Youth Meets Film: Issue 5, 2017
5 December 2017
Reflections on The Youth Jury and Critics Programme 2017
I first heard of the Youth Jury and Critics Programme only because my school, NTU’s Wee Kim Wee School of Communication and Information, was in partnership with the festival in organising this as part of SGIFF’s educational efforts. Unlike prestigious critics program in Rotterdam where only the most established journalists are chosen, the Youth Jury and Critics Programme takes in post secondary and tertiary students. In a 5-week intensive education program, we play jury and select the best Southeast Asian Short film that we deem deserves the award. Imagine this – and I am going to be blatantly honest – the festival gives a bunch of youths the autonomy to provide an award to a filmmaker, out of 15 films carefully curated by programmers. Given our lack of experience in film criticism, among other things, I wondered if we really are that qualified? 5 weeks to develop the ability to critically analyse films and write about them for the publication is impossible. Or that’s what I thought.
The thirteen of us this year came from different backgrounds – music, anthropology, philosophy, theatre, literature and of course, film. Our understanding, emotional and critical reception to the short films were based on our own inclination of the world that we live in. However, as a jury, the festival organisers set a criteria for us to judge for the winning film.
“The prize was to be awarded to a film that provided a novel perspective of Southeast Asia while pushing the thematic, cultural and technical boundaries of filmmaking. Furthermore, it had to contain a fully developed concept within its genre, which engaged the audiences’ emotions, portraying a clear vision of the director.”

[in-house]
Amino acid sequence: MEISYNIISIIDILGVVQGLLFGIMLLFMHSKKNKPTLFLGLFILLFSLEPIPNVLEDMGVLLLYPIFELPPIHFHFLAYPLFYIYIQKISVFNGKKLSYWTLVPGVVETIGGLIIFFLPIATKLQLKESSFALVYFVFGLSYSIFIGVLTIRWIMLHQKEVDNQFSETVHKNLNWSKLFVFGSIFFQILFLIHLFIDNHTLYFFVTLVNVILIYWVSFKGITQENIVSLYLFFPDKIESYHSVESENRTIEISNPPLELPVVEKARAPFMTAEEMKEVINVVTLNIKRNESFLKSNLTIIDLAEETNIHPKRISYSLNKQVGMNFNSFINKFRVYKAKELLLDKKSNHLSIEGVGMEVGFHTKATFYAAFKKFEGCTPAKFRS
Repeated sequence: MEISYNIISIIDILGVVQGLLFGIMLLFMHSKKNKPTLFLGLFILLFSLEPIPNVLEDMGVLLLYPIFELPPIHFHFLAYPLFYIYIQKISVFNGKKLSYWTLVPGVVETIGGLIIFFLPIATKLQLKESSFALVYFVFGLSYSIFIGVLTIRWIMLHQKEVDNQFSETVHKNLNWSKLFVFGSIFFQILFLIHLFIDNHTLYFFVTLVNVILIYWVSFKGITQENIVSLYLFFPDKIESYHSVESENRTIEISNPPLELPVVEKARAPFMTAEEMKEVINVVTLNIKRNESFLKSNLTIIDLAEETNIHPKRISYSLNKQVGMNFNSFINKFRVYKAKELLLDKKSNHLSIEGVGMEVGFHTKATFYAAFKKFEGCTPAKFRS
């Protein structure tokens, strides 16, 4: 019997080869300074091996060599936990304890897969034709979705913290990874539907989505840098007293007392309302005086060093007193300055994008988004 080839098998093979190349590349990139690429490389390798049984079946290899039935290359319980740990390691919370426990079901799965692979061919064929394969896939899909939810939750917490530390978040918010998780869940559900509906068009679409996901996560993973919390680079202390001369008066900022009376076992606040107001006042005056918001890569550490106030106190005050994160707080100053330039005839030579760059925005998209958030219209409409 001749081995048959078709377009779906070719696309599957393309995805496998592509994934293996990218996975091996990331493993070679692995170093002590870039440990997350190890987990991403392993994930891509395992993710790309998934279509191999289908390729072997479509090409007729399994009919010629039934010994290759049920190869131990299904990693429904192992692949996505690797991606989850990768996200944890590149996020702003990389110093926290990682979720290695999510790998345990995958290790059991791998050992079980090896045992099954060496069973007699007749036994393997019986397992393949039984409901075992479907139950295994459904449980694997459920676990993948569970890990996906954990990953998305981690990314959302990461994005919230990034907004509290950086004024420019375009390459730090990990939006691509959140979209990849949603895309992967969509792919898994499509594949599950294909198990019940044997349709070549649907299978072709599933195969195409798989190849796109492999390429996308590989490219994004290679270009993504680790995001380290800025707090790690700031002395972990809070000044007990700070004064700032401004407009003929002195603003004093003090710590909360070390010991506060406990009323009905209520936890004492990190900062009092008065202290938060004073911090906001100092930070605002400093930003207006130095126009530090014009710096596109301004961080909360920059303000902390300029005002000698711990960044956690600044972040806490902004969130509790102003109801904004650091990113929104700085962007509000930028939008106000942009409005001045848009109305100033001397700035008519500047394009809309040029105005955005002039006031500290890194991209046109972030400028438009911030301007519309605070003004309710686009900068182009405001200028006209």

The mentors we met through the program provided us a framework to develop our ability for film criticism. We were mentored by renowned filmmaker and critic, Kevin B. Lee who opened our eyes to the world of video essays for film criticism. We had a session with Anderson Le, the Programmer of the Hawaii International Film Festival and a philosophical session with French-Vietnamese auteur, Tran Anh Hung, whose film, Cyclo, won the Golden Lion at the Venice International Film Festival. As we challenged one another on our perspective of the films in all three programs, we also grew together.
That made our decision process remarkably lucid. Yes of course, arguments were made, and we ended up watching our top few picks over again as a team before returning to our discussion process. We watched the short films many times as it was not easy consensus. However, for the first time, I actually felt that film criticism was tangible in Singapore and the people in the room had the passion, and ability to rationalise and articulate which film should win. It was a heated debate between Sorayos Prapapan’s Death of the Sound Man and Carlo Fransisco Manatad’s Jodilerks Dela Cruz, Employee of the Month. In the end, the tribe voted for Death of the Sound Man.
During the Silver Screen Awards, Sorayos Prapapan was also awarded the Best Director Award and Carlo Fransisco Manatad was awarded the best film for Jodilerks Dela Cruz, Employee of the Month. At that moment, I felt that as the youth jury, we were not off tangent in our decision. A group of youths from as young as 17, to as ‘old’ as 25 years had the foresight as the festival jury members for the competition. As the 25 year old of the lot, it felt like a beautiful coming of age moment for the entire group.
The films curated for the Short Film programs captured the essence of our Southeast Asian society, and some really challenged my perception of filmmaking. Mon Tesprateep’s Song X is a great contender. Breaking down the film from different viewpoints of the youth jury members was enriching. For the longest time, I thought that film criticism was almost non-existent in Singapore and having a paradigm shift was remarkable.
The Youth Jury and Critics Programme wasn’t easy. At times, it was draining – playing jury and developing our own film criticism techniques for the festival’s publication requires two separate skills. It worked in the end and it was rewarding. I am glad that as I am about to complete my undergraduate studies, I took this invaluable opportunity to further develop my skills in the area of film. In fact, it personally helped me for my current thesis film that I am working on – and I am thankful to the program for that. The filmmakers that I met throughout the festival gave me vital advice for my work in the area of directing. The access given through this program has it’s perks. You also get to watch tons of films. If you have been on the fence on joining this program, just do it. I was on the fence for two years and I am glad that I finally did it. I gave myself excuses year after year – I was always busy. Now, I met a group of young critics whom I can spend watching films with and writing about them.
Join next’s year’s Youth Jury and Critics Program. I wasn’t paid to say this.